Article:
The Elephant in the Room

About a year ago I heard the parable about the blind men and the elephant for the first time. It struck me as important to remember so I jotted it down and filed it away mentally to revisit another time. Then last weekend I heard it again. So it seems now is the time to revisit it.
Six blind men encounter an elephant, each man feeling a different part of the elephant and describing it to the others: one man touches the tail and asserts the elephant must be like a rope, one man touches the trunk and says the elephant must be like a tree branch, another man touches an ear and claims the elephant must be like a giant fan. The men argue, each fighting to prove his assertion. A traveler passes by and suggests each of the men is correct and that they have all been describing the same elephant.
I love this parable because it gets to the nature of truth, and that generally speaking, there can be many truths to describe the same thing. Perception is tricky that way. But I offer an additional takeaway, an added parable bonus!
When I find myself really trying to get to the bottom of something or pushing up against something (myself usually), unable to breakthrough, it’s likely one or more of these things is going on in my head:

  1. I am afraid of something
  2. I am trying to control something
  3. I am uncomfortable or confused

And how this typically plays out is if I get uncomfortable or confused, I will try to find a way to get un-uncomfortable and un-confused as quickly as possible. This then results in me trying to control variables in my life, unscientifically pulling levers, flipping switches, and pressing buttons (more of this, less of that, more of that, less of this). And if I am trying to control something, I am afraid of something. So, nine times out of ten, it comes back to fear.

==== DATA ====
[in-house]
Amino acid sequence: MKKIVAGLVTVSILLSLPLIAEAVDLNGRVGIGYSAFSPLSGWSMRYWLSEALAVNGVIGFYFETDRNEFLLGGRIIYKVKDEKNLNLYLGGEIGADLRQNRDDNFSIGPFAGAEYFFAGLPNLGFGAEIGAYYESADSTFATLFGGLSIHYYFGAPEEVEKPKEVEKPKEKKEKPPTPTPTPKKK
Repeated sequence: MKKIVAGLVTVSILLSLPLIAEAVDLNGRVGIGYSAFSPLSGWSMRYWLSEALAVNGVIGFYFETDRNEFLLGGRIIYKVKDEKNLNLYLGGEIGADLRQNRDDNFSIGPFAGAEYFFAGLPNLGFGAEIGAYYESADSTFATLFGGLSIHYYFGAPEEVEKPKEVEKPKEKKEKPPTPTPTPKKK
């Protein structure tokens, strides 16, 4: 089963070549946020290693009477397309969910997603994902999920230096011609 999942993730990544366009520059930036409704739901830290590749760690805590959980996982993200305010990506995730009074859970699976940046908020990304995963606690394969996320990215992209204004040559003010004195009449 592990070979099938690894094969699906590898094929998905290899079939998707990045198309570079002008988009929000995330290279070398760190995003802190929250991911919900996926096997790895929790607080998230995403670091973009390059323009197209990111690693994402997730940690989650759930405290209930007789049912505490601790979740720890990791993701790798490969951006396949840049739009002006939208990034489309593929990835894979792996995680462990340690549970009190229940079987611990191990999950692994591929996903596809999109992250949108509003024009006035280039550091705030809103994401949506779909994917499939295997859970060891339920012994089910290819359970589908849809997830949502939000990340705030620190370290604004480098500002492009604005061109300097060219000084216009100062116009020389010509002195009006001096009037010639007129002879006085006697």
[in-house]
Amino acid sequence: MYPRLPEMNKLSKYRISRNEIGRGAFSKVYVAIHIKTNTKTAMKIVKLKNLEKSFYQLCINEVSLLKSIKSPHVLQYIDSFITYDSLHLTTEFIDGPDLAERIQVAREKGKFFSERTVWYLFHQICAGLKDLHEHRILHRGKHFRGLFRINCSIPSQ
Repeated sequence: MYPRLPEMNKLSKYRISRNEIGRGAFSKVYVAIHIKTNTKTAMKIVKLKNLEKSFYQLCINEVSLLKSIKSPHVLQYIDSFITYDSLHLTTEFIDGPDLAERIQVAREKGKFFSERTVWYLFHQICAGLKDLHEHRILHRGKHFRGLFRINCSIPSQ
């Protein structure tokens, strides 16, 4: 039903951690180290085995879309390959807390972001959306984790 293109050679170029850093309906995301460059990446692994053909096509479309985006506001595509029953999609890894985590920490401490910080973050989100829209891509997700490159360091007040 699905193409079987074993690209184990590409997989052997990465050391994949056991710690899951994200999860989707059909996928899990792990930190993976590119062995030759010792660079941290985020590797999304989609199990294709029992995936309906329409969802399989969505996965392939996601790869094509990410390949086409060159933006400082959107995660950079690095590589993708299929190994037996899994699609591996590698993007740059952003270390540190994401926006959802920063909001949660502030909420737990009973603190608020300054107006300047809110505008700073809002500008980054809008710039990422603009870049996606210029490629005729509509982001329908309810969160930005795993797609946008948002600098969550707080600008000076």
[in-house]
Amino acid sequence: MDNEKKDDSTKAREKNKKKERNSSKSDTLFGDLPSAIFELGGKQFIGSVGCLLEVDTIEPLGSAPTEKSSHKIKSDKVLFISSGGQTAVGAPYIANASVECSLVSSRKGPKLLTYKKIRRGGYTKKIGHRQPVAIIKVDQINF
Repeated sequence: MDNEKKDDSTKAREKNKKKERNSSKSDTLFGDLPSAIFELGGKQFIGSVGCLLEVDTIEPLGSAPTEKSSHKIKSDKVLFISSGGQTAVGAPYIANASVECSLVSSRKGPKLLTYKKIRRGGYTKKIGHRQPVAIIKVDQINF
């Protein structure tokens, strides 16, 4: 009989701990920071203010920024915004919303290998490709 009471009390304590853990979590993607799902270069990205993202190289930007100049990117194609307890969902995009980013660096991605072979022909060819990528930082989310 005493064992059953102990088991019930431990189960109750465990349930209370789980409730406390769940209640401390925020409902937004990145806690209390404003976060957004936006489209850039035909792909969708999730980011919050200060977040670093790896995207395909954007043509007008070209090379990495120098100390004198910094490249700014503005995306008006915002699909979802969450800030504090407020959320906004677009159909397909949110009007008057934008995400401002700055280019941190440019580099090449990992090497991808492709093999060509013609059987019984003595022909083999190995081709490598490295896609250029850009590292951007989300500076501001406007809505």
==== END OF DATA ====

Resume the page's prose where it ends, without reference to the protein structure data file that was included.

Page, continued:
But what I so often fail to remember in these situations of discomfort, control, and ultimately, fear is that the “solution” or the “breakthrough” I am so desperately seeking is not likely to come to me in the form of a fully formed elephant. It’s much more likely to be one part rope, maybe one part tree branch, then maybe two parts giant fan, and so on
—all fragmented truths about the same thing. But even then I still might not “get it,” and it will take the stranger in the grocery store, or a patient friend, a compelling book, or the cruelest but most effective of all messengers—time, for me to finally realize, Oh, it’s an elephant.  

So, yes, as the parable would suggest, there can be many different truths, but I also offer that it is the collection, not just the acknowledgement, of these various truths, this sometimes slow osmosis of truths, that leads to an even greater understanding of ourselves.